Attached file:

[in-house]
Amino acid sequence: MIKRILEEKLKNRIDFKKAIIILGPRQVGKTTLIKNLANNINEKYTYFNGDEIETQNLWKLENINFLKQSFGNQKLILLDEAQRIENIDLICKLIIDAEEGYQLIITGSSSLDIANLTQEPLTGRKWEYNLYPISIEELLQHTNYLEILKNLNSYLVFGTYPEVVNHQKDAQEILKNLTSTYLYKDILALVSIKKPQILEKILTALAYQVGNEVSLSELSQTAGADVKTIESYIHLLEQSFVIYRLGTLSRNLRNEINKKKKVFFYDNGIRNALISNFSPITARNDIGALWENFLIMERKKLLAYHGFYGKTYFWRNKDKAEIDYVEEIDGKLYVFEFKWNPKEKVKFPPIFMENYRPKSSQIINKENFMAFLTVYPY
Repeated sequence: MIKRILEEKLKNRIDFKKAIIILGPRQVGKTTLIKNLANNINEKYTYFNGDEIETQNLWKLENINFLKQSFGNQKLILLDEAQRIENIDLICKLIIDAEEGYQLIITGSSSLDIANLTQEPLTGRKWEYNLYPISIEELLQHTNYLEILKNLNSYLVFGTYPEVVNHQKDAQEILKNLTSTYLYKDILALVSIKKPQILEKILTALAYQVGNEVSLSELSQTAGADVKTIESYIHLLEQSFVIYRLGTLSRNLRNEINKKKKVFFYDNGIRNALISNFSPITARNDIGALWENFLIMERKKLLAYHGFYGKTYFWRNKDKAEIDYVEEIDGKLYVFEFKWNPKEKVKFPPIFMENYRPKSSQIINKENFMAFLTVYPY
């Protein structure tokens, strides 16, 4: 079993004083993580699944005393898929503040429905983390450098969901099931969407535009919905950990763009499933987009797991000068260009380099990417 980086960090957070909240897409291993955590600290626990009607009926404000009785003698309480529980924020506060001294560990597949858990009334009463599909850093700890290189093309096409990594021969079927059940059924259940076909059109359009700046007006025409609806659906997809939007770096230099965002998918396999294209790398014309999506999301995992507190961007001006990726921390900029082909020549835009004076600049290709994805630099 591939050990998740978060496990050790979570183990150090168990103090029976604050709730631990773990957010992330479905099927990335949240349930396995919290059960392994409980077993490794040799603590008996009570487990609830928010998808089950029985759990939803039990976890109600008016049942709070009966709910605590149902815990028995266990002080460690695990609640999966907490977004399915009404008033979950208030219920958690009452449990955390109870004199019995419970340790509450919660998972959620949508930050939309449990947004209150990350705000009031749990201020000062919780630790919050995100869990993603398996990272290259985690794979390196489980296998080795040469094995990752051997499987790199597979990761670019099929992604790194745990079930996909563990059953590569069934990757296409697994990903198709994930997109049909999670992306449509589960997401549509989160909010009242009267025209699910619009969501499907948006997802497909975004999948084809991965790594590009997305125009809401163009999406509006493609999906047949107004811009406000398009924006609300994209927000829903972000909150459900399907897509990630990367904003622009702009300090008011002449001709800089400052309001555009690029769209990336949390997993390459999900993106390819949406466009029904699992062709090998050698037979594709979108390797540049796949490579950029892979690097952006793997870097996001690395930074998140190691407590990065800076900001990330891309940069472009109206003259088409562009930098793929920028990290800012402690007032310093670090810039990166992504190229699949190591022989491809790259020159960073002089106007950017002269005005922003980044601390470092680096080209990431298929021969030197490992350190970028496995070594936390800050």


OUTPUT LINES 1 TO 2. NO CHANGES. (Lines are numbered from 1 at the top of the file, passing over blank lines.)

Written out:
[in-house]
Amino acid sequence: MIKRILEEKLKNRIDFKKAIIILGPRQVGKTTLIKNLANNINEKYTYFNGDEIETQNLWKLENINFLKQSFGNQKLILLDEAQRIENIDLICKLIIDAEEGYQLIITGSSSLDIANLTQEPLTGRKWEYNLYPISIEELLQHTNYLEILKNLNSYLVFGTYPEVVNHQKDAQEILKNLTSTYLYKDILALVSIKKPQILEKILTALAYQVGNEVSLSELSQTAGADVKTIESYIHLLEQSFVIYRLGTLSRNLRNEINKKKKVFFYDNGIRNALISNFSPITARNDIGALWENFLIMERKKLLAYHGFYGKTYFWRNKDKAEIDYVEEIDGKLYVFEFKWNPKEKVKFPPIFMENYRPKSSQIINKENFMAFLTVYPY